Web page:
Prince Harry will have to brush up on his nappy-changing skills before he becomes an uncle later this year.
Britain's double Olympic champion swimmer Rebecca Adlington has retired from competition to concentrate on grassroots coaching,.
The cooling towers of a former coal fired power station have been demolished after 50 years on the Nottinghamshire skyline.
Police officers are standing guard outside a home near Mansfield where the remains of two people have been unearthed in the back garden.
Remains of two bodies have been found in the back garden of a house on Blenheim Close, in Forest Town, Mansfield.
Police are still investigating at the scene.
The remains of two people have been found in the back garden of a property in Nottinghamshire, police have confirmed.
Police believe the bodies, which were found at a property near Mansfield, had been there for some time.
Officers were led to the address after information came to light about an "incident" alleged to have taken place in the late 1990s.
The remains have not been formally identified but post-mortem examinations to establish the cause of death are due to take place today.
The Care Quality Commission (CQC) says it referred a care home in Nottingham to the local authority after receiving calls from a whistleblower:
– care quality commission statement
The anonymous whistleblowing calls prompted a safeguarding referral to the local authority, which is the usual protocol when an individual service user is named.
CQC worked closely with Nottingham City Council last year when concerns were found and residents were moved to alternative accommodation.
A former employee of a care home that was closed last year following concerns about standards of care has said her attempts to end the abuse were ignored by her managers.
She told ITV News that she was accused of "neglecting the residents" and "not doing her job properly" after trying to report an assault on an elderly man.
“We kind of participated by standing by. We should have done more. One member of staff wanted to go to police, but was scared of losing their job," she told Channel 5 News.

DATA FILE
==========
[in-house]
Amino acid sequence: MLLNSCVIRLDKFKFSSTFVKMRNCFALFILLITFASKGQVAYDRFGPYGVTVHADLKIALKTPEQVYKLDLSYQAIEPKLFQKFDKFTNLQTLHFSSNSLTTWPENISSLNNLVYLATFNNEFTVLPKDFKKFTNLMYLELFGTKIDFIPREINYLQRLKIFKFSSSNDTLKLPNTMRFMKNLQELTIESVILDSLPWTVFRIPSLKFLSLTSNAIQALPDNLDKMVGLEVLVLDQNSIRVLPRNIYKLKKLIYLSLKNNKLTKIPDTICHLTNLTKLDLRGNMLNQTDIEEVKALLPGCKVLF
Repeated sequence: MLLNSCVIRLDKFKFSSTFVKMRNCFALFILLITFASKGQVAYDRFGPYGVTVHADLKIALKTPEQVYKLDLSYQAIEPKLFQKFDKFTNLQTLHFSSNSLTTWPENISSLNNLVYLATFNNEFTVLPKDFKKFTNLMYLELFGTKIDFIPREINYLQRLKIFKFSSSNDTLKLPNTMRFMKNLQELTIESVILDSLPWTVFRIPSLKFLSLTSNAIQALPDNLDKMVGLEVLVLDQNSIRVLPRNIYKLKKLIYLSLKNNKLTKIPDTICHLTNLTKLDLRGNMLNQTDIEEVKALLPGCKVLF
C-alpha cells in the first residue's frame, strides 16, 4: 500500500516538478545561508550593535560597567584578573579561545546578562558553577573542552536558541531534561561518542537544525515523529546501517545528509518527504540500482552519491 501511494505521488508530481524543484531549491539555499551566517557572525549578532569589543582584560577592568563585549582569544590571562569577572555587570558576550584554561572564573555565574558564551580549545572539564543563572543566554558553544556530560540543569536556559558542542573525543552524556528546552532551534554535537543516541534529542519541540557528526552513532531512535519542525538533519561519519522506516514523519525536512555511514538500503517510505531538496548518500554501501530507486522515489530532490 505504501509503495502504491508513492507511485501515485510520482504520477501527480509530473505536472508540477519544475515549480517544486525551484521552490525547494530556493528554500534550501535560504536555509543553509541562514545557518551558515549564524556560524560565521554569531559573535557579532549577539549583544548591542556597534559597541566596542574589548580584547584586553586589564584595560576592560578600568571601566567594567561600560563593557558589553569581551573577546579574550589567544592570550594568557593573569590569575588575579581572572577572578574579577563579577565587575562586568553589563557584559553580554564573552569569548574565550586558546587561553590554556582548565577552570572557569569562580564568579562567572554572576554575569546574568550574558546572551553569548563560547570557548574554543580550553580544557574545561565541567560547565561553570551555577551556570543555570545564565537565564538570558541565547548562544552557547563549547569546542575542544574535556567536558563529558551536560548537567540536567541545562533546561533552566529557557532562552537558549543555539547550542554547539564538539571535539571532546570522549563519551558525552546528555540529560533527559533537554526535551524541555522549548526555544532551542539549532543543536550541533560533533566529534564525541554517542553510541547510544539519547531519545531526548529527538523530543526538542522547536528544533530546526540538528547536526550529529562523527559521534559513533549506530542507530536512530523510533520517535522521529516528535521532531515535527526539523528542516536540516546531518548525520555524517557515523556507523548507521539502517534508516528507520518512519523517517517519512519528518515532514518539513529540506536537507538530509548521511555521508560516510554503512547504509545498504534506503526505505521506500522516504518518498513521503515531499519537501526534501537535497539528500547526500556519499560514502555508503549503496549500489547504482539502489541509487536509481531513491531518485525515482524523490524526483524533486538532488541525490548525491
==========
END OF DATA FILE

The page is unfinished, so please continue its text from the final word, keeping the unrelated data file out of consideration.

A whistleblower has claimed she witnessed a member of staff at Autumn Grange care home in Nottingham putting an elderly resident "in a neck choke".
The former employee told Channel 5 News: “A member of staff had an old man of about 86 or 87 in a neck choke because he was refusing to go in his wheelchair."
She claimed she documented the man's bruises and was later disciplined as a result.
Speaking of the residents, she said: “Even though they had dementia, they understood they were in a place they shouldn’t be and they understood the treatment they were getting was wrong."
A whistleblower who worked at a care home where 11 former workers were arrested yesterday on suspicion of manslaughter has told ITV News she tried to stop the abuse.
The woman, who asked to remain anonymous for fear of reprisals, said there was a "culture of neglect" at the residential home in Nottingham.
ITV News correspondent Rupert Evelyn reports:
The remaining six people arrested on suspicion of manslaughter as part of an investigation into the death of a former care home resident have been released on bail, Nottinghamshire Police said.
A total of 11 people have been arrested in connection with the death of 86-year-old Ivy Atkin soon after she was moved from Autumn Grange care home in Nottingham.
Three men aged 77, 44, and 37, and three women aged 52, 25, and 29, were bailed pending further enquiries.
Five people arrested on suspicion of manslaughter following the death of an elderly woman shortly after she was moved from a care home have been released on bail.
Ivy Atkin, 86, died on November 22 last year shortly after she had been moved following the closure of Autumn Grange care home in Sherwood Rise, Nottingham.
Nottinghamshire Police said two men, aged 56 and 64, and three women, aged 19, 20 and 28, were bailed pending further inquiries.
Six others, three men aged 37, 44 and 77 and three women aged 25, 29 and 52, remain in police custody where they are being questioned on suspicion of manslaughter as part of the inquiry.
Nottingham Council have said that they are undertaking a Serious Case Review involving a range of partner agencies to look into the circumstances surrounding the death of Ivy Atkin, who died shortly after leaving the Autumn Grange care home.
– Candida Brudenell, Nottingham City Council’s Director of Adult Social Services
Last year, when the owners of Autumn Grange informed us at short notice and in breach of their contract with us that they intended to close the home, we acted swiftly to move all residents to alternative homes. Sadly one resident later died, and I extend my sympathy to her family.
We have since been conducting a safeguarding investigation into issues at the home, in conjunction with the police and the Care Quality Commission and will continue to help the police with their investigation into the death of a former resident.